Liz Looks at: The Fed’s March Statement

By: Liz Young Thomas · March 20, 2024 · Reading Time: 3 minutes

Keep Your Fed Held High

I usually get excited for Fed days because they can be some of the most eventful market sessions of the year. But this one was about as exhilarating as watching golf on TV for me, given its lack of surprises, and very modest changes to the Fed’s outlook on the economy.

Maybe a break in the action is good, a period of time when things are fine and dandy, with an absence of any dramatic statements or market repricings. That seems to be where we are in the cycle right now — a comfortably quiet hum of economic activity and labor market strength.

One of the things that’s critical for the Federal Open Market Committee (FOMC), and for investors, is to recognize when the incoming data has either changed, or no longer supports our thesis. The FOMC did just that and adjusted their summary of economic projections to reflect the surprisingly strong GDP data, and higher than expected inflation numbers that came in for January and February.

The number markets were most anxious about was the projected fed funds rate at the end of the year. There was a possibility that Powell would signal markets should expect even fewer cuts, but the median dot remained at three cuts in 2024 and equity indexes ripped higher on the news (or lack thereof).

Leave the Past Behind

One of the points Powell made during the press conference was about the pre-pandemic level of rates having been abnormally low. The spirit of the message was that we shouldn’t anchor our expectations to a period that was far outside the typical monetary policy playbook.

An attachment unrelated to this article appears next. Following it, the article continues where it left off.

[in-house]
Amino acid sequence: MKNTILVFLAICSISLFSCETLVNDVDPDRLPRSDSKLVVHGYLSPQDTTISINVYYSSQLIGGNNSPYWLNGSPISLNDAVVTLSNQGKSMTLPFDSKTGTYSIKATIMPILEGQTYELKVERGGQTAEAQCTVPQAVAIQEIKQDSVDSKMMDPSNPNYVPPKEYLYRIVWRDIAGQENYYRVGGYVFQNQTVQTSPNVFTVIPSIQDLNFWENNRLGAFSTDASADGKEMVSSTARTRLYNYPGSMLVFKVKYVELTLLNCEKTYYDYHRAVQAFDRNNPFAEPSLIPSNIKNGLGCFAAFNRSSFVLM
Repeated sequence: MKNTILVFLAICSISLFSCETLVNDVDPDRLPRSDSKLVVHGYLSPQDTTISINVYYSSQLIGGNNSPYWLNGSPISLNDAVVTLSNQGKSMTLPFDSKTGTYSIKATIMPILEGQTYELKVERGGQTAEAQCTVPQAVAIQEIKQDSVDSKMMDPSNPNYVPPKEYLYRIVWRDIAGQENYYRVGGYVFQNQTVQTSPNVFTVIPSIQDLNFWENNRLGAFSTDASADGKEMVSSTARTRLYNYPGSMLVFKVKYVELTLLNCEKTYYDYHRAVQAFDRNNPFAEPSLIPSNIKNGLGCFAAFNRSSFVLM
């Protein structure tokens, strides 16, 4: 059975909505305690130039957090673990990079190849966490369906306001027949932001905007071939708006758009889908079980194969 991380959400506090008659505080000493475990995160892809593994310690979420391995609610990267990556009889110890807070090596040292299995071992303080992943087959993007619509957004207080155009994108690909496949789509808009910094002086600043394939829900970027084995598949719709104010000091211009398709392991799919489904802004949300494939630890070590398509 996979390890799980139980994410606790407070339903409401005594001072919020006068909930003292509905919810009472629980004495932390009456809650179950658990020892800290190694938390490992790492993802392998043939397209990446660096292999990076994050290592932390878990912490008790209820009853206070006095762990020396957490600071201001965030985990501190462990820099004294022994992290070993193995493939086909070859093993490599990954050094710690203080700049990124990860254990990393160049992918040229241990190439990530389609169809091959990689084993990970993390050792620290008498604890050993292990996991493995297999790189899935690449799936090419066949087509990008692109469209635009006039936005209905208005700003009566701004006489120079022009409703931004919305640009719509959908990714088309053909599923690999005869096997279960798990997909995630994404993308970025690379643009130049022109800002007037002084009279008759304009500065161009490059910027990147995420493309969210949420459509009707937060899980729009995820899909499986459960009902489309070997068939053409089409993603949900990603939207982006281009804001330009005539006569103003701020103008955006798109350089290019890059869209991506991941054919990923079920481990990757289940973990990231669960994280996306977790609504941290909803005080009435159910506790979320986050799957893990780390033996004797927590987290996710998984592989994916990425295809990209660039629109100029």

In other words, he reiterated that rates would remain higher for longer, and that our recent gauges of “neutral” were probably off-base. I’ll paraphrase further and say that he basically told us to take our shoes off and get comfortable, rates are going to stay higher than we’re used to.

Given the market’s resilience in the face of restrictive policy and higher Treasury yields, it begs the question of whether higher rates just seemed scary because we weren’t conditioned for them. And maybe these last couple years have been our way of getting in shape?

We can see in the chart above that during expansionary (or at least non-recessionary) periods, the fed funds rate has tended to be at least at its current level, if not higher. Except, of course, for that abnormal period between 2008-2016.

If we’re returning to a more normal monetary policy environment in an economy that can produce sustainable growth and not fold under inflationary pressures, perhaps higher rates are the appropriate longer-term approach.

The data so far certainly supports that thesis, but this chart still feels unfinished. Even by just eyeballing it, I can’t help but think that we’re nearing the point where things tend to change, not march smoothly onward. Until those first Fed cuts come closer into view though, we seem to be in a peaceful place.


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